Incomplete Colonoscopies (Codes 44388, 45378, G0105 and G0121)


An incomplete colonoscopy, e.g., the inability to advance the colonoscope to the cecum or colon-small intestine anastomosis due to unforeseen circumstances, is billed and paid using colonoscopy through stoma code 44388, colonoscopy code 45378, and screening colonoscopy codes G0105 and G0121 with modifier “-53.” (Code 44388 is valid with modifier 53 beginning January 1, 2016.) The Medicare physician fee schedule database has specific values for codes 44388-53, 45378-53, G0105-53 and G0121-53. An incomplete colonoscopy performed prior to January 1, 2016, is paid at the same rate as a sigmoidoscopy. Beginning January 1, 2016, Medicare will pay for the interrupted colonoscopy at a rate that is calculated using one-half the value of the inputs for the codes.


• HCPCS G0121 - Colorectal cancer screening; colonoscopy on individual not meeting criteria for high risk.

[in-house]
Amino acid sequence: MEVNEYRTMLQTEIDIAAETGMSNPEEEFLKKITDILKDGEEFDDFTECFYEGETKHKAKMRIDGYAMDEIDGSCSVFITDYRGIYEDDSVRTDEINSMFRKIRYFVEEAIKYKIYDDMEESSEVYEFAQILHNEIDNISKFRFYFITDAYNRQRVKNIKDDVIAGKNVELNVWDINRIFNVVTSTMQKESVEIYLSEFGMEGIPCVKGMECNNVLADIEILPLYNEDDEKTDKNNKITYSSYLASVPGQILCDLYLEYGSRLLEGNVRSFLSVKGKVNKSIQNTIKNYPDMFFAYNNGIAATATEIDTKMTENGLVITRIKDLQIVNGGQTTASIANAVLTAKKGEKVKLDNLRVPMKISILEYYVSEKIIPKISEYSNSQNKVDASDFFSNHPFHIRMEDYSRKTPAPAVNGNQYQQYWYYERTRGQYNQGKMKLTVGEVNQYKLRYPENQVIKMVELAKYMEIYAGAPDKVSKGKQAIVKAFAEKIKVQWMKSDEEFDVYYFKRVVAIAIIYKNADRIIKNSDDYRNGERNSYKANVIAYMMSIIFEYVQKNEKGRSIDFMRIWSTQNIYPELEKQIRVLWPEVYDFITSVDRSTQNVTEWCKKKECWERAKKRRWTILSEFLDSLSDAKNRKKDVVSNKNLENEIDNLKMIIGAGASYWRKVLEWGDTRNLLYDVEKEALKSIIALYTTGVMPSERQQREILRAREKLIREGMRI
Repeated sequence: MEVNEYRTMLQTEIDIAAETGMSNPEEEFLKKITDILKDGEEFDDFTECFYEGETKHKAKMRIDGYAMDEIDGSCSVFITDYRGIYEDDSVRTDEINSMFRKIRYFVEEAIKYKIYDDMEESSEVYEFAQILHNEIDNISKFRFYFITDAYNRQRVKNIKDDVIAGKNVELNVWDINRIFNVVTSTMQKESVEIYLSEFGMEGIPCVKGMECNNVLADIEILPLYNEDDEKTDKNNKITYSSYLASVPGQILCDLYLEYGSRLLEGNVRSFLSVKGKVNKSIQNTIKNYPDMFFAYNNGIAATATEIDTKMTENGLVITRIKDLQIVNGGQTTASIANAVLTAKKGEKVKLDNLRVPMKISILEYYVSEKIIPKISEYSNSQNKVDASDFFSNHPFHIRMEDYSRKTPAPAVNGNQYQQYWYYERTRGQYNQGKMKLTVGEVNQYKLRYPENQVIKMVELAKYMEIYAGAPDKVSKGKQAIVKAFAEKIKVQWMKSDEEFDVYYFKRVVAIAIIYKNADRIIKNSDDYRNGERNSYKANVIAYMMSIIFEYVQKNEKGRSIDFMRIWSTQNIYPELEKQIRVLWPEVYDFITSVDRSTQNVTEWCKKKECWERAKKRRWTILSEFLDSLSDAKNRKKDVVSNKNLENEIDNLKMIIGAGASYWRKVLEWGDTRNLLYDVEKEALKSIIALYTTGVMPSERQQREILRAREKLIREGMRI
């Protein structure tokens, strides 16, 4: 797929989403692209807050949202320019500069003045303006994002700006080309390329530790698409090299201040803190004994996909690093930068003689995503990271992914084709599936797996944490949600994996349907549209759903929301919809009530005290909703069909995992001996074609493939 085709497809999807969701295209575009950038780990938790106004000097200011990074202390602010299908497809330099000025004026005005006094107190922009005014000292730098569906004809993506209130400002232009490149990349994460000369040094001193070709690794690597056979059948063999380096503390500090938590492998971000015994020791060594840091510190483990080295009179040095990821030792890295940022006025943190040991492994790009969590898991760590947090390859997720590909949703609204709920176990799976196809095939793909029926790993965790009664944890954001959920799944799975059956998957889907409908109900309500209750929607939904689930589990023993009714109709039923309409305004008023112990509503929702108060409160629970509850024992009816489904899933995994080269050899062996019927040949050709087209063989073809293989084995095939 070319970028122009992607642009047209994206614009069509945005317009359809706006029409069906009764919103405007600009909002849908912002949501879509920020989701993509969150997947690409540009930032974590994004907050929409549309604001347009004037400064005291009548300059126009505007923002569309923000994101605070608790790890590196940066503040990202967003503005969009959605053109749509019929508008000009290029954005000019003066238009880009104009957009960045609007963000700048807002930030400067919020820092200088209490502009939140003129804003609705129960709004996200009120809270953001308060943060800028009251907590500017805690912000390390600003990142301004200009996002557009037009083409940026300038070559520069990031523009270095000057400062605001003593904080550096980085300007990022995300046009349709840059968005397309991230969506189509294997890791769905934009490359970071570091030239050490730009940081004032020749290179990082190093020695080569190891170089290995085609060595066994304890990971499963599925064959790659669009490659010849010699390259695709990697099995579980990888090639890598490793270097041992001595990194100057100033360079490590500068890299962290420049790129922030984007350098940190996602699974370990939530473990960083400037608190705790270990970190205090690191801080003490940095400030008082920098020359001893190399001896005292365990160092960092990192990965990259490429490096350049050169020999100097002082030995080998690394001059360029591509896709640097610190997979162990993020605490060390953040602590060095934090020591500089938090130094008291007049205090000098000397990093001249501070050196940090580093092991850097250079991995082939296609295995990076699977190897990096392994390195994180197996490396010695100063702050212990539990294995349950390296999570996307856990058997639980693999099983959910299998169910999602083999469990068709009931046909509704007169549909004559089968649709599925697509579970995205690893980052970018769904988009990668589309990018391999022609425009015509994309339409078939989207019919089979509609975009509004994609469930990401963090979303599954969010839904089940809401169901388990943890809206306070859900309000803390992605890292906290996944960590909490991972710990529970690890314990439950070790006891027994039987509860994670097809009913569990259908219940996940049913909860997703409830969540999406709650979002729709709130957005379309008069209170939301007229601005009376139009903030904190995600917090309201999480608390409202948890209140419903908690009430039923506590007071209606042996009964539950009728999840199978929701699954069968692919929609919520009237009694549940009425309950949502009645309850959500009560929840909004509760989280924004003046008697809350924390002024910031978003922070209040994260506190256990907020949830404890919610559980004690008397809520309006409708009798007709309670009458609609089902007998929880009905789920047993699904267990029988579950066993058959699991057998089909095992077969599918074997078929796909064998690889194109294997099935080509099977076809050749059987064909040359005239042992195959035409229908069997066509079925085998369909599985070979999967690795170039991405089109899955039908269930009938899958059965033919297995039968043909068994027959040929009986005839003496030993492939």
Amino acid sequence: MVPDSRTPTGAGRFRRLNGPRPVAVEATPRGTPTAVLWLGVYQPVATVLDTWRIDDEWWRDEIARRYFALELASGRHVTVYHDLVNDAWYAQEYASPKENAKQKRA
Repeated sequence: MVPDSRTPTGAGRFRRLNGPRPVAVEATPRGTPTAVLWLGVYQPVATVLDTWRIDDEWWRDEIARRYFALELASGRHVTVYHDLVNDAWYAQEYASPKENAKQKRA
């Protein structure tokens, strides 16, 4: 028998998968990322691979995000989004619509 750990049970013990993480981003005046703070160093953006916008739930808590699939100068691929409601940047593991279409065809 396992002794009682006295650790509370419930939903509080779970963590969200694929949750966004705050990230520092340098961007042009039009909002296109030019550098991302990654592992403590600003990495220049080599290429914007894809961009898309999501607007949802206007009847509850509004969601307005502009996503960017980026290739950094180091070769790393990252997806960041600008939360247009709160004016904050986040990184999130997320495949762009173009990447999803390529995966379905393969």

G0104 - Colorectal Cancer Screening; Flexible Sigmoidoscopy


Screening flexible sigmoidoscopies (HCPCS G0104) may be paid for beneficiaries who have attained age 50, when performed by a doctor of medicine or osteopathy at the frequencies noted below. For claims with dates of service on or after January 1, 2002, contractors pay for screening flexible sigmoidoscopies (HCPCS G0104) for beneficiaries who have attained age 50 when these services were performed by a doctor of medicine or osteopathy, or by a physician assistant, nurse practitioner, or clinical nurse specialist (as defined in §1861(aa)(5) of the Social Security Act (the Act) and in the Code of Federal Regulations (CFR) at 42 CFR 410.74, 410.75, and 410.76) at the frequencies noted above. For claims with dates of service prior to January 1, 2002, Medicare Administrative Contractors (MACs) pay for these services

under the conditions noted only when a doctor of medicine or osteopathy performs them.

For services furnished from January 1, 1998, through June 30, 2001, inclusive: